Support is growing for a conscience vote among Liberal Party and is an issue that could prove crucial come September.
Momentum is building in senior Liberal Party ranks for a conscience vote on gay marriage if Tony Abbott secures the keys to the Lodge later this year.
High-profile movers in recent weeks have included Western Australian Premier Colin Barnett, whom Abbott views as a role model, the Federal Young Liberals and last year New South Wales Premier Barry O’Farrell. But the strong views of two gay preselected inner-city federal Liberal candidates — that could prove crucial to shifting momentum on the issue — have so far fallen under the radar.
Melbourne Ports, currently held by Labor’s Michael Danby, could conceivably tip the Liberals’ way if enough Greens voters decided to preference a candidate with progressive views — preselected Lib Kevin Ekendahl says he will agitate in favour of a conscience vote. So will the candidate in Tanya Plibersek’s safe seat of Sydney, Sean O’Connor.
Ekendahl confirmed to Crikey this morning that “as an openly gay candidate I’m not going be to be supporting any legislation that will contribute towards my own discrimination”.
On the current numbers, a conscience vote of federal Liberals combined with a conscience vote of Labor members and crossbenchers would likely pass both houses. But a large Liberal majority in the next parliament would require Labor MPs to be bound to their platform or a greater number of conscience vote-wielding Tories.
Abbott has given off mixed signals on a conscience vote, at one point flirting with the idea of allowing backbenchers a free vote, before moving to a ban on diversity in the lead-up to last September’s showdown on Labor MP Stephen Jones’ lower house gay marriage bill and a twin Senate bill, which both failed. Prominent Liberal marriage equality supporters, including Malcolm Turnbull, voted no because they was bound by Abbott’s decree.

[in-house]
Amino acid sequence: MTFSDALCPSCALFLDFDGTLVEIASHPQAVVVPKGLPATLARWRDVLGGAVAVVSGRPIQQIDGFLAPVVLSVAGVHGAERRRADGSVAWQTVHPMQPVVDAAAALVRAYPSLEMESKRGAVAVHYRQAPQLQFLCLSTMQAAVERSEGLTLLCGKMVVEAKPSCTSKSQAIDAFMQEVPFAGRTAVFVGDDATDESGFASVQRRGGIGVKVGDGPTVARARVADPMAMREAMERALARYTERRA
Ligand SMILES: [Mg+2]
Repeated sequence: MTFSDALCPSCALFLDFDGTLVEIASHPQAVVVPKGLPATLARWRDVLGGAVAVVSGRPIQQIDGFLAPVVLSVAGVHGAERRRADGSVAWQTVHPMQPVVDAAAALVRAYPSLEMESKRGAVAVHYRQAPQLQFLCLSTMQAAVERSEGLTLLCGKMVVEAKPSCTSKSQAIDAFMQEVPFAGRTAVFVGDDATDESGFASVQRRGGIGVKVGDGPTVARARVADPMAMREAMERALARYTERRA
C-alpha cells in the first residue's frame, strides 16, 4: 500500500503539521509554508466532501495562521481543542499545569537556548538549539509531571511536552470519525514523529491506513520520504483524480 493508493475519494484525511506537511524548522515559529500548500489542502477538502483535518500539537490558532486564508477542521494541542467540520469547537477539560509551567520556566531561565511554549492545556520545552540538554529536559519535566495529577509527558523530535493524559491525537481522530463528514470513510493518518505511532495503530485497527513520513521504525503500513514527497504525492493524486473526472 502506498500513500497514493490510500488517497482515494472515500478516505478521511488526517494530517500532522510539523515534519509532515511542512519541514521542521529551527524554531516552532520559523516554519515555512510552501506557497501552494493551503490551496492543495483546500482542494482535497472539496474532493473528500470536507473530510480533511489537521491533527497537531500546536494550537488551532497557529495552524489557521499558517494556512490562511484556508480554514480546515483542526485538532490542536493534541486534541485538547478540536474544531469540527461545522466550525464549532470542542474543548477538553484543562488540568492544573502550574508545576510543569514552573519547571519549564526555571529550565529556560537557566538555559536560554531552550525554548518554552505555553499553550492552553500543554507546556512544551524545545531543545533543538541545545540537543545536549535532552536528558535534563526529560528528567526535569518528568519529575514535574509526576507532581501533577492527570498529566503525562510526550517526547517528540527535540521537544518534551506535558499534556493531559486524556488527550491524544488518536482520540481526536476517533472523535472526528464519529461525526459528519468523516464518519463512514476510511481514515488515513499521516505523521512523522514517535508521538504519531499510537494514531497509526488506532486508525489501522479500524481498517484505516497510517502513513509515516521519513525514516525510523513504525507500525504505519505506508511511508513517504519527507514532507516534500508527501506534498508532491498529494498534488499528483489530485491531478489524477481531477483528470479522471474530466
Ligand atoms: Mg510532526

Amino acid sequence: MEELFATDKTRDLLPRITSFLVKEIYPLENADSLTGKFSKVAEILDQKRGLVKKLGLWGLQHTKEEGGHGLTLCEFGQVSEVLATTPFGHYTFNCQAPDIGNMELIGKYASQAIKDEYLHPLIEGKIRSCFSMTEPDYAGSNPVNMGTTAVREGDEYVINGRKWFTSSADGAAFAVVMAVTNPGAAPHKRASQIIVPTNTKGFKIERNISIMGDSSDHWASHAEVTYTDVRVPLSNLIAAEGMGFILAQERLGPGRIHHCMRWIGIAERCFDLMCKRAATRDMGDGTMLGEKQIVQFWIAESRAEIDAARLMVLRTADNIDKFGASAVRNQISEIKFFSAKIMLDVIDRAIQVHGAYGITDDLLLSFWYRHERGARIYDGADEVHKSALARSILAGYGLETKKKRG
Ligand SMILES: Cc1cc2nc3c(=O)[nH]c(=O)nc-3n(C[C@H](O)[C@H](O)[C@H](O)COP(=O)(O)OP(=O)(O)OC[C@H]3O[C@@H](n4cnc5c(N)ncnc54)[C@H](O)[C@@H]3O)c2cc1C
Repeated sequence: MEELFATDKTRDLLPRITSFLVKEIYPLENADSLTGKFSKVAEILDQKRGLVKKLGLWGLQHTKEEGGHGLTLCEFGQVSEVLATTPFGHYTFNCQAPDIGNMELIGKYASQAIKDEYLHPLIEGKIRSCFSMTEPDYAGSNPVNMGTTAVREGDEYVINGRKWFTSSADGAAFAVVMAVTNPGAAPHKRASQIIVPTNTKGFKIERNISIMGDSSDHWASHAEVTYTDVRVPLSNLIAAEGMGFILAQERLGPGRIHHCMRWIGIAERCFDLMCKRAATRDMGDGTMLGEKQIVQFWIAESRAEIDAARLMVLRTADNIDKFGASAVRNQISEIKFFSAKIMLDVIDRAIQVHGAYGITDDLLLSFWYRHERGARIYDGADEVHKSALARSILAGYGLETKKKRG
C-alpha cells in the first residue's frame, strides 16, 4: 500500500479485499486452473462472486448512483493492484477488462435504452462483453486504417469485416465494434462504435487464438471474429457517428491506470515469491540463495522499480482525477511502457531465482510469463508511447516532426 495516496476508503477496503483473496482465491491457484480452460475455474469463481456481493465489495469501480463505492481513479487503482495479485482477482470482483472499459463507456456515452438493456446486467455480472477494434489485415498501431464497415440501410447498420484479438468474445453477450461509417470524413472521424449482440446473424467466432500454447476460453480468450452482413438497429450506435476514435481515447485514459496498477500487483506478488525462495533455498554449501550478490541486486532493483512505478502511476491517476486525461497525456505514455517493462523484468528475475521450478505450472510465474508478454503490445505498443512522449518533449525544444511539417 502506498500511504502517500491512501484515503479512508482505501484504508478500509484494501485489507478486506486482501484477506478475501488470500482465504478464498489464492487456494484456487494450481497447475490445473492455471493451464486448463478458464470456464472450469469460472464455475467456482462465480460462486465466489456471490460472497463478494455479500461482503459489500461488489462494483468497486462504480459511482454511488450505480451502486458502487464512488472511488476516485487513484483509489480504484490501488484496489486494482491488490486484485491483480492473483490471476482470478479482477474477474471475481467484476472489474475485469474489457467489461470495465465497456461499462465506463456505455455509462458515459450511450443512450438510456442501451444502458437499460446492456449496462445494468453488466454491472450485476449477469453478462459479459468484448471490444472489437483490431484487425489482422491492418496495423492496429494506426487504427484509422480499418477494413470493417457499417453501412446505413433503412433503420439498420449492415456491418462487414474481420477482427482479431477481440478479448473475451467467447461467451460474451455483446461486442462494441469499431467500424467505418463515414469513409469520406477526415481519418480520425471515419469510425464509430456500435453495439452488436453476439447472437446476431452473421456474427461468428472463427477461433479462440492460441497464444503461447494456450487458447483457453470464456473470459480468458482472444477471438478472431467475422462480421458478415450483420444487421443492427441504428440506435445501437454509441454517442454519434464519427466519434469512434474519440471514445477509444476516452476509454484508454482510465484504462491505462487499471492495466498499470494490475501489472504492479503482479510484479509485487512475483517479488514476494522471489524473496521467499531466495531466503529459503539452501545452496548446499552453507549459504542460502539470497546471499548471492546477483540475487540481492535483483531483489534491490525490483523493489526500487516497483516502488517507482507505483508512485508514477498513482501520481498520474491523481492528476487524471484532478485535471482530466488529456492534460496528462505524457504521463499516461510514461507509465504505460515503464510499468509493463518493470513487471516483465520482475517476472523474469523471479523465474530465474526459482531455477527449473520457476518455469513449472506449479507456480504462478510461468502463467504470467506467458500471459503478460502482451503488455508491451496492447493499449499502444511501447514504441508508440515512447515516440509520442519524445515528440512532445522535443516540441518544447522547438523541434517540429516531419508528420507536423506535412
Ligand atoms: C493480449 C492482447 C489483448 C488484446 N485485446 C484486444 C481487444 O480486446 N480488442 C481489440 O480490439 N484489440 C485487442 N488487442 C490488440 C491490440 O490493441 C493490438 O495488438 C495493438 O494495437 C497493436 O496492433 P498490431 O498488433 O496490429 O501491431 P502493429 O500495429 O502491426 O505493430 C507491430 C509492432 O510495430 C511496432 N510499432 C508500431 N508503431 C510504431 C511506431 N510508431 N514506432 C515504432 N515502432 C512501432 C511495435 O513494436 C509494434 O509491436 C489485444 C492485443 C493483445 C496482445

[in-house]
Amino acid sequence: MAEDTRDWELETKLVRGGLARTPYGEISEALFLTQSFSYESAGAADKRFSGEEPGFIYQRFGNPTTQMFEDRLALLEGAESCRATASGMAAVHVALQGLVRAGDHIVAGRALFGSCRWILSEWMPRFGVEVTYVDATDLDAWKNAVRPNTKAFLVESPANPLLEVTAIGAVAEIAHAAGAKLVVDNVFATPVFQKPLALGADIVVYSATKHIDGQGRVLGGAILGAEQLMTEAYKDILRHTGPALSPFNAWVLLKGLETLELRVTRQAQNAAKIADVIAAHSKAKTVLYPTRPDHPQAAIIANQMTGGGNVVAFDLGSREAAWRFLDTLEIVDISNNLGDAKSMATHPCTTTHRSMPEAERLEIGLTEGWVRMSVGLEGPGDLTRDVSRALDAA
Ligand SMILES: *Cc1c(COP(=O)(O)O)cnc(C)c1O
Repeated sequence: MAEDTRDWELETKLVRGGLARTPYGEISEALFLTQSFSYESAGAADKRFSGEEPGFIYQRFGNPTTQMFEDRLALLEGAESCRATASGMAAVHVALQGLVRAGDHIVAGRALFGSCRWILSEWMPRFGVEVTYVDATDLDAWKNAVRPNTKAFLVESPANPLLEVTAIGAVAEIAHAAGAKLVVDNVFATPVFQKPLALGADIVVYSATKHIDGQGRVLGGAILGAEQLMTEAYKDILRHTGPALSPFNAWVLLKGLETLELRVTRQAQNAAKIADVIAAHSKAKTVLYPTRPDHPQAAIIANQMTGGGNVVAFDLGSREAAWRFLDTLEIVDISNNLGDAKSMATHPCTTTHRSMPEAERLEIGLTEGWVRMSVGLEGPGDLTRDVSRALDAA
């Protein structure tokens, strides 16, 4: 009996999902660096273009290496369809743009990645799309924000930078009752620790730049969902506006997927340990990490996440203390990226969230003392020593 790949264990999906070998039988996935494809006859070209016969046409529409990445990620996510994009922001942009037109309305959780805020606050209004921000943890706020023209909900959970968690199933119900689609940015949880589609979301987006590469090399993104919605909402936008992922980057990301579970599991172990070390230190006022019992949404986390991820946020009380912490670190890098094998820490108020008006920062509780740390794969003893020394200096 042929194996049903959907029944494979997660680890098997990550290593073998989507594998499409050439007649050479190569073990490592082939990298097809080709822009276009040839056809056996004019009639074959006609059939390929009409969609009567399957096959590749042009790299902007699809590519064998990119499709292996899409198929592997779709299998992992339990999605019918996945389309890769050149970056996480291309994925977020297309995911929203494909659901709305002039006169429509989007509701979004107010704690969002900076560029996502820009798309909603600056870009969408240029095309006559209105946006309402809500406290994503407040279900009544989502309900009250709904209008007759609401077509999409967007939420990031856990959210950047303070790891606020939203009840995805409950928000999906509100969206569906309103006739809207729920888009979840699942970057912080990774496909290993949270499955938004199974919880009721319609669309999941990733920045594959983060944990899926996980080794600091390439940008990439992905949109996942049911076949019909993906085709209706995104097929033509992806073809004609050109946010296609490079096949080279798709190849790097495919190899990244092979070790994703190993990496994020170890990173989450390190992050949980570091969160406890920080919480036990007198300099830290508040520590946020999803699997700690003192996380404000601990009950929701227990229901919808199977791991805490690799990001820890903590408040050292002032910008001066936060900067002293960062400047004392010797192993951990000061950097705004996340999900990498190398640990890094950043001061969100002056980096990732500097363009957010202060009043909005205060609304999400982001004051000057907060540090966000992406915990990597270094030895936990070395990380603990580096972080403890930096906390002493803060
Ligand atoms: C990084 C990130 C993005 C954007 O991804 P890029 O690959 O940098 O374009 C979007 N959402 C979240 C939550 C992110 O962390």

But in inner-city seats like Sydney and Melbourne Ports, which have consistently registered vast majorities in favour of gay nuptials, the issue could prove an electoral tonic.
As Stephen Mayne wrote last year, a preference deal in Melbourne Ports between the Greens and the Liberals could conceivably deliver the seat to Ekendahl, and similar tie-ups could threaten Martin Ferguson in Batman and even Bill Shorten in Maribyrnong.
Ekendahl told Crikey he was open to negotiations with the Greens: “Melbourne Ports is definitely in play at this election, ideally the Greens are open to preferencing me based on what I believe in.”
But he says extending Liberal preferences in the opposite direction (that likely wouldn’t be distributed) would be a different matter. “Those sort of decisions are made by the federal secretariat, ultimately the decision is made by Tony Abbott and state directors, but I’d like to think they’d be open to negotiations,” he said.
In 2010, Ekendahl fell just 0.4 percentage points shy of Danby on primary votes (37.8% versus 38.2%) with the Greens’ Sue Plowright on 20.7%.
Danby, who did not attend the gay pride march in St Kilda earlier this month alongside resurgent state Labor leader Daniel Andrews, abstained from the lower house vote. Last July he said he wouldn’t be preferencing the Greens first on his how-to-vote card in the three-cornered Melbourne Ports contest at the election, telling 7:30 he “could well” place the party last. He did not respond to queries this morning.
Victorian Greens leader and renowned local numbers man Greg Barber told Crikey that federal laws could easily be changed if MPs from both major parties stayed true to their consciences.
“Ironically we need all the Liberals to vote according to their conscience and all the Labor MPs to vote according to their platform and then we can get marriage quality … the same goes for a state parliament incidentally,” he said, claiming the Greens would triumph in Melbourne Ports when they “leapfrogged Labor” at a future poll.
Australian Marriage Equality convenor Rodney Croome says the ball is well and truly rolling. “By allowing a conscience vote, Tony Abbott will increase the vote for candidates like O’Connor and Ekendahl, as well as other Liberal candidates in seats where marriage equality has high support and is a key issue,” he said.
“A conscience vote is about personal freedom and marriage equality is about strengthening families — both things which Liberals should support.”
Last week the federal Young Liberals passed their conscience vote motion, submitted by the Victorian branch, by a dominant two-thirds majority.